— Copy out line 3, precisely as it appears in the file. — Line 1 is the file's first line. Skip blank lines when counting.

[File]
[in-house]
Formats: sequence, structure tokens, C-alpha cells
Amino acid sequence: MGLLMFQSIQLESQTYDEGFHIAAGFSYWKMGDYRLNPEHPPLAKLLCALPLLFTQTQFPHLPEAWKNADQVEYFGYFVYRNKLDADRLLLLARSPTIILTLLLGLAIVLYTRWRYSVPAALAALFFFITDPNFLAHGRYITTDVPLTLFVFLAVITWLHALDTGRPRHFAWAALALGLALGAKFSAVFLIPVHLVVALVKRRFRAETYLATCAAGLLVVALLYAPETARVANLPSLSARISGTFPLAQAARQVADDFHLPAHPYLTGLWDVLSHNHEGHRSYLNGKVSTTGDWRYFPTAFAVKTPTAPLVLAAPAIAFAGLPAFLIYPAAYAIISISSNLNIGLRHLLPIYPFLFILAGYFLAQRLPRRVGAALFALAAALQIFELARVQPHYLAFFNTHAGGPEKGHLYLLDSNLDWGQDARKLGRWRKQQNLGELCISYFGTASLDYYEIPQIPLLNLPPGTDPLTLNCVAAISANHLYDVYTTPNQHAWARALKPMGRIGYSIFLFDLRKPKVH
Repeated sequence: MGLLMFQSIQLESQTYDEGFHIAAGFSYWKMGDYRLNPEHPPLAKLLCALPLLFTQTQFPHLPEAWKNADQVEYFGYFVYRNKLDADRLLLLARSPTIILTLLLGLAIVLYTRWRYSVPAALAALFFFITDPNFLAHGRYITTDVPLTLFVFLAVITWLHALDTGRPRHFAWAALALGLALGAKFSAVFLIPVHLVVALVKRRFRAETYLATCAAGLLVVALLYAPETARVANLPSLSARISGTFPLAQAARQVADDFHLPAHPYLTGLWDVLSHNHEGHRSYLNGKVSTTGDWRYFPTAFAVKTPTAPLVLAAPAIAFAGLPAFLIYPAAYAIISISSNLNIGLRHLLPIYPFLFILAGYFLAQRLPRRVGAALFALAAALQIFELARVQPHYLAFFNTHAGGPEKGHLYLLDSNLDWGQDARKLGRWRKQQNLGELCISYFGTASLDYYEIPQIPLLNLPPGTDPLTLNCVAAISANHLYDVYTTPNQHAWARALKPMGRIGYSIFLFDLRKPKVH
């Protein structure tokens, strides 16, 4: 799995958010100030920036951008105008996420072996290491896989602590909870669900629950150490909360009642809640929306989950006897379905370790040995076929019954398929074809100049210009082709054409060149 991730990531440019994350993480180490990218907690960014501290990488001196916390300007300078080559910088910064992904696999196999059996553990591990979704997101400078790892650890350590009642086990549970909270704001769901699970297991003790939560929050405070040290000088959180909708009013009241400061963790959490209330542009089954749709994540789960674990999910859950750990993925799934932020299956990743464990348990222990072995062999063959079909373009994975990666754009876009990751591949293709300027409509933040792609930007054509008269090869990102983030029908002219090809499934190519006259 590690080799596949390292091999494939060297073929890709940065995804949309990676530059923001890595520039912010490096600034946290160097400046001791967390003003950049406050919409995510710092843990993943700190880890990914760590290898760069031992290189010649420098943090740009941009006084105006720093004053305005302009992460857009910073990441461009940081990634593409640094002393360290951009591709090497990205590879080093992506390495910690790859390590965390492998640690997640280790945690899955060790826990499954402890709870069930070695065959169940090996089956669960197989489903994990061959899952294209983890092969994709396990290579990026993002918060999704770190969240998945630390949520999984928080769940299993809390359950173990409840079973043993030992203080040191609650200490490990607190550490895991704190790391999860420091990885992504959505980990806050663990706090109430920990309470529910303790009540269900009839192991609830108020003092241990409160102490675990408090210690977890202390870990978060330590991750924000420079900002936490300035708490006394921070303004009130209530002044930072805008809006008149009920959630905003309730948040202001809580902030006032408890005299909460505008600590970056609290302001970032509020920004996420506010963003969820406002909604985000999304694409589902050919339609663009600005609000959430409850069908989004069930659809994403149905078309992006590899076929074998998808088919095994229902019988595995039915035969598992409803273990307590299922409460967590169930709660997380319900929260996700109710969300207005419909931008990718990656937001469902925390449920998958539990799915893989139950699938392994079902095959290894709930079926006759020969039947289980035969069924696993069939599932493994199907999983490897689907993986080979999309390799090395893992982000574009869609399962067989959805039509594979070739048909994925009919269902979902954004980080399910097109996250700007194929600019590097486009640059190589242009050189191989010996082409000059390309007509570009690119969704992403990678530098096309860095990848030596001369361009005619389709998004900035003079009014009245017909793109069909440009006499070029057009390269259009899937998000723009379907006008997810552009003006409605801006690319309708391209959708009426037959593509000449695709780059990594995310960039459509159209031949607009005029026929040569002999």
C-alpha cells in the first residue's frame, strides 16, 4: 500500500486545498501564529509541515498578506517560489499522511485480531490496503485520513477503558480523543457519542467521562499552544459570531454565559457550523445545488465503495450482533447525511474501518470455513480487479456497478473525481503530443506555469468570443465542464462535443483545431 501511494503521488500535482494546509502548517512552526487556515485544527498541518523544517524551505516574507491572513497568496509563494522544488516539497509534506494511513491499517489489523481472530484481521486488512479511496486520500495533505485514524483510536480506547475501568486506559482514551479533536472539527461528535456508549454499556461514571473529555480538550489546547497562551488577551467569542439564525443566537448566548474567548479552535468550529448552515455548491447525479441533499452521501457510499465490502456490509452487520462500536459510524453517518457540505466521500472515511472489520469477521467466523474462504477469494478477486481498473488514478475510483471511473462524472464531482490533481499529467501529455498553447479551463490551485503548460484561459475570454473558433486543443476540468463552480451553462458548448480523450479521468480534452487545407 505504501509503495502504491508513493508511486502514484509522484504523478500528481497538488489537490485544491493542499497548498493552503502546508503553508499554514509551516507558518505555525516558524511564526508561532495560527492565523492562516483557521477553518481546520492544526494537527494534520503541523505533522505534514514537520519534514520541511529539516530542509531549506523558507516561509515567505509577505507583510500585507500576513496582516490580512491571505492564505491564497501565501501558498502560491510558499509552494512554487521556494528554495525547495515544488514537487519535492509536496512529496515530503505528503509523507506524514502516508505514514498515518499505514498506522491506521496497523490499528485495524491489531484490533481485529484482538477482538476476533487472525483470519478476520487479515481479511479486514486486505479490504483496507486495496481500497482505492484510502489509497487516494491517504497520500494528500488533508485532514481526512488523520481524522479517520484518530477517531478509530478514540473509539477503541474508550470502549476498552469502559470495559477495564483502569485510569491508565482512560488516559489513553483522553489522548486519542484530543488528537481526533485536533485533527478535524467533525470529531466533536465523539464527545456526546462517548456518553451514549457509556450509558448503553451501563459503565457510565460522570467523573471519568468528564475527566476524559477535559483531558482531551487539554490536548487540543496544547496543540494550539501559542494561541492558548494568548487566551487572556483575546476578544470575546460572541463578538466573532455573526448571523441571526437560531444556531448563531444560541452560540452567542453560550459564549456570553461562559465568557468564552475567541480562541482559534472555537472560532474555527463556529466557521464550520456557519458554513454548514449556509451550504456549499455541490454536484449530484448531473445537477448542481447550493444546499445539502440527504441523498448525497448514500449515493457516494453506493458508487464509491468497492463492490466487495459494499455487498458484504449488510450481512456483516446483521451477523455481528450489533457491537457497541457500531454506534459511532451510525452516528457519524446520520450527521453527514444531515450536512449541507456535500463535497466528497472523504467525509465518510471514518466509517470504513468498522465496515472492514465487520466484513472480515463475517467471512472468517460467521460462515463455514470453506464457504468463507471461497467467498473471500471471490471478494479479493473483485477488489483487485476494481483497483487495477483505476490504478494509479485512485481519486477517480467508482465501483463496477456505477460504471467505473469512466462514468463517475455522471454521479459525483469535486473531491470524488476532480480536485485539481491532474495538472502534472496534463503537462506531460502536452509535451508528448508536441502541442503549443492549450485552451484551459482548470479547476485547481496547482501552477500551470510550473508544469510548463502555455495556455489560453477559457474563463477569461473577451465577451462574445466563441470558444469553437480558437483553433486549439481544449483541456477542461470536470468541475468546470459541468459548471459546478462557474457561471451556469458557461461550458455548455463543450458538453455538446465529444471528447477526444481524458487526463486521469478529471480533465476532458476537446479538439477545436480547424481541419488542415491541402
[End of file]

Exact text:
Amino acid sequence: MGLLMFQSIQLESQTYDEGFHIAAGFSYWKMGDYRLNPEHPPLAKLLCALPLLFTQTQFPHLPEAWKNADQVEYFGYFVYRNKLDADRLLLLARSPTIILTLLLGLAIVLYTRWRYSVPAALAALFFFITDPNFLAHGRYITTDVPLTLFVFLAVITWLHALDTGRPRHFAWAALALGLALGAKFSAVFLIPVHLVVALVKRRFRAETYLATCAAGLLVVALLYAPETARVANLPSLSARISGTFPLAQAARQVADDFHLPAHPYLTGLWDVLSHNHEGHRSYLNGKVSTTGDWRYFPTAFAVKTPTAPLVLAAPAIAFAGLPAFLIYPAAYAIISISSNLNIGLRHLLPIYPFLFILAGYFLAQRLPRRVGAALFALAAALQIFELARVQPHYLAFFNTHAGGPEKGHLYLLDSNLDWGQDARKLGRWRKQQNLGELCISYFGTASLDYYEIPQIPLLNLPPGTDPLTLNCVAAISANHLYDVYTTPNQHAWARALKPMGRIGYSIFLFDLRKPKVH